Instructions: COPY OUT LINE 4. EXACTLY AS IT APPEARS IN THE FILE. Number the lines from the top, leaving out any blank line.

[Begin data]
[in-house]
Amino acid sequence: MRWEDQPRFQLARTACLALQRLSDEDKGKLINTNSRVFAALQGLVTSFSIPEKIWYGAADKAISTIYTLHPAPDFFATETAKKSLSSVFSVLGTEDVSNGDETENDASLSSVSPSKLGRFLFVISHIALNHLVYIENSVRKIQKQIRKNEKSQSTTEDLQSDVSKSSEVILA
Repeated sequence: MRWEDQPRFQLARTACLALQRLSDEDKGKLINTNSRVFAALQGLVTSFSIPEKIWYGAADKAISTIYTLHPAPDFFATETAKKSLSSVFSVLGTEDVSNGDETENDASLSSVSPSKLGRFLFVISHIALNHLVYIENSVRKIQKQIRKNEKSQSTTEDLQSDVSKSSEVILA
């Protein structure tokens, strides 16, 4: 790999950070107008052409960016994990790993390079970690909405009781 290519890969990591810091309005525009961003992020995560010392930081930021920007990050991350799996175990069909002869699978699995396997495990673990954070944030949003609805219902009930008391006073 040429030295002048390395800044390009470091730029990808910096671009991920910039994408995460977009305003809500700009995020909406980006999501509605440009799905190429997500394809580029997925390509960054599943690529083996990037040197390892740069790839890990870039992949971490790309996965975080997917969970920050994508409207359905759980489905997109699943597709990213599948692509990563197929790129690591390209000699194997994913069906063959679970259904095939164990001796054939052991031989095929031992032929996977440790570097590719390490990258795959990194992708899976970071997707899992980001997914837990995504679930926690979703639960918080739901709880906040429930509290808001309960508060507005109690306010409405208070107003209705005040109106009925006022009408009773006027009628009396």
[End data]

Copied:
């Protein structure tokens, strides 16, 4: 790999950070107008052409960016994990790993390079970690909405009781 290519890969990591810091309005525009961003992020995560010392930081930021920007990050991350799996175990069909002869699978699995396997495990673990954070944030949003609805219902009930008391006073 040429030295002048390395800044390009470091730029990808910096671009991920910039994408995460977009305003809500700009995020909406980006999501509605440009799905190429997500394809580029997925390509960054599943690529083996990037040197390892740069790839890990870039992949971490790309996965975080997917969970920050994508409207359905759980489905997109699943597709990213599948692509990563197929790129690591390209000699194997994913069906063959679970259904095939164990001796054939052991031989095929031992032929996977440790570097590719390490990258795959990194992708899976970071997707899992980001997914837990995504679930926690979703639960918080739901709880906040429930509290808001309960508060507005109690306010409405208070107003209705005040109106009925006022009408009773006027009628009396």